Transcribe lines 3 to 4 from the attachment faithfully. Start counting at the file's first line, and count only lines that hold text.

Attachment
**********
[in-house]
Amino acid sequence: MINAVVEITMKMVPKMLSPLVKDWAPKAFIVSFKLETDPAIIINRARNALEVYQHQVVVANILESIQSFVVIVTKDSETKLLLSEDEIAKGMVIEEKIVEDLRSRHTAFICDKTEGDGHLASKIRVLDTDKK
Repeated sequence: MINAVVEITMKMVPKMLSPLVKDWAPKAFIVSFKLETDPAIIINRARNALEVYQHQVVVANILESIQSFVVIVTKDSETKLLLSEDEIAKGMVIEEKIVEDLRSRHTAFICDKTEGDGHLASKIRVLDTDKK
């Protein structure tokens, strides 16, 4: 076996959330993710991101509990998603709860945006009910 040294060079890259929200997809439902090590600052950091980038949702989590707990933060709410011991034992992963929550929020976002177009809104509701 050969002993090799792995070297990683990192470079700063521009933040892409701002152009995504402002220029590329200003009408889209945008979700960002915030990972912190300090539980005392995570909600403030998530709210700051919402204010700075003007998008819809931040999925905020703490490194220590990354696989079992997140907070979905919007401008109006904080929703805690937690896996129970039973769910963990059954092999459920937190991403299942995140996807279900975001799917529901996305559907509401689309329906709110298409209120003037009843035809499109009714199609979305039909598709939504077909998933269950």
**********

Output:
Repeated sequence: MINAVVEITMKMVPKMLSPLVKDWAPKAFIVSFKLETDPAIIINRARNALEVYQHQVVVANILESIQSFVVIVTKDSETKLLLSEDEIAKGMVIEEKIVEDLRSRHTAFICDKTEGDGHLASKIRVLDTDKK
């Protein structure tokens, strides 16, 4: 076996959330993710991101509990998603709860945006009910 040294060079890259929200997809439902090590600052950091980038949702989590707990933060709410011991034992992963929550929020976002177009809104509701 050969002993090799792995070297990683990192470079700063521009933040892409701002152009995504402002220029590329200003009408889209945008979700960002915030990972912190300090539980005392995570909600403030998530709210700051919402204010700075003007998008819809931040999925905020703490490194220590990354696989079992997140907070979905919007401008109006904080929703805690937690896996129970039973769910963990059954092999459920937190991403299942995140996807279900975001799917529901996305559907509401689309329906709110298409209120003037009843035809499109009714199609979305039909598709939504077909998933269950």